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From Vadim Gritsenko <>
Subject Re: [RT] The impact of using OSGi
Date Thu, 11 Aug 2005 16:14:30 GMT
Daniel Fagerstrom wrote:
> Vadim Gritsenko wrote:
>> Daniel Fagerstrom wrote:
>>> There are two main alternatives: register the component manager as a 
>>> service or register the components as services. We found the later 
>>> alternative more atractive as OSGi allready contains a nice and 
>>> flexible service registration and service lookup mechanism. Adding an 
>>> extra layer just seemed to complicate things.
>> Not sure it will fly, though.
>> First, it means that you are managing 'fine' components with coarse 
>> container.
> To be a little bit more exact it is not actual components that are 
> exposed but component factories.

This does not look like a good idea at all. In many scenarios, service 
(Threadsafe Component) must really be instantiated once in order to work 
properly. Cron, RunnableManager, DatasourceComponent come to mind.

There is of course set of components which can be instantiated multiple times - 
Poolables and SingleThreaded.

>> I feel that real block should be represented in OSGi as a single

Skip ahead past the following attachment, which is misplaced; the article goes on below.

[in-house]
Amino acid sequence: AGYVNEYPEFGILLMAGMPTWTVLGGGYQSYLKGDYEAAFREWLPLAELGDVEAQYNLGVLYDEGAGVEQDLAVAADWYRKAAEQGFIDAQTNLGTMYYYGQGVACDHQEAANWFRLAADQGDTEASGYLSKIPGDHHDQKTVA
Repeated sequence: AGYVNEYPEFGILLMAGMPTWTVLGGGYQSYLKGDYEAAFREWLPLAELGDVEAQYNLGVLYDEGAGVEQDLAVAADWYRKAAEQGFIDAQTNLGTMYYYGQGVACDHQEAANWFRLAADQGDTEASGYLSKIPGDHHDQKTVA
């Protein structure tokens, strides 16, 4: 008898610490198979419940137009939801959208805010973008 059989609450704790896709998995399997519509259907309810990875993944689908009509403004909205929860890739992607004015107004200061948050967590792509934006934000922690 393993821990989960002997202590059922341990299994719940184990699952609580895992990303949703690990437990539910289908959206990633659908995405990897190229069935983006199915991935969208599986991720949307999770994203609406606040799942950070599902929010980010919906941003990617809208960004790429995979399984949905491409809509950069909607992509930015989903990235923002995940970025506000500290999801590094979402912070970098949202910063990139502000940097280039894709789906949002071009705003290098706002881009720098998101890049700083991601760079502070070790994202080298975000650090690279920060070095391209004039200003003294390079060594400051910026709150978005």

>> 'Cocoon Block Service'.
> That would IMO make the block architecture unnecesarilly monolithic. For 
> exporting a sitemap service it makes sense to export some kind of Cocoon 
> block service, we need a service that can take a request object and 
> return a response object

Or sitemap InvokeContext and return ProcessingPipeline. Whatever.

> and above that fullfill some protocol for block 
> attributes and polymorphic sitemap extension, that seem rather Cocoon 
> specific.


> But exporting components, why should that be part of the service that 
> exports sitemap functionality?

So just I better understand your point, how do you envision Batik Block 1.0 and 
Batik Block 2.0 register SVGSerializer service in the OSGi container?

And how consumer which knows he is wired to Batik Block 'Latest Release' finds it?

> Furthermore, the concept of components is 
> not specific to Cocoon even if their specific interfaces or container 
> might be, so why should the registration an lookup of components 
> (services) be tied to the sitemap functionality or something Cocoon 
> specific whatsoever.

It shouldn't be tied to anything Cocoon specific. Just get ServiceManager and 
make a lookup for anything you are wired to - and you are done :-)

And anything you are not wired to is not available (otherwise mess ensues).

Hm... I think you are mixing three concerns here in one:

   (1) How cocoon block obtains classes exported from non-cocoon,
       pure OSGi block
   (2) How cocoon block obtains *component* (not class! not factory!)
       exported from another cocoon block
   (3) How non-cocoon, pure OSGi block obtains components exported by
       cocoon block

I suggest to ignore the third and concentrate on second. Third can come later - 
if ever - if need arise - and can be implemented as you describe it, by 
exporting each component as a 'service'. First is necessary only if you want to 
package some .jar files as blocks or use 3rd party blocks, also can be ignored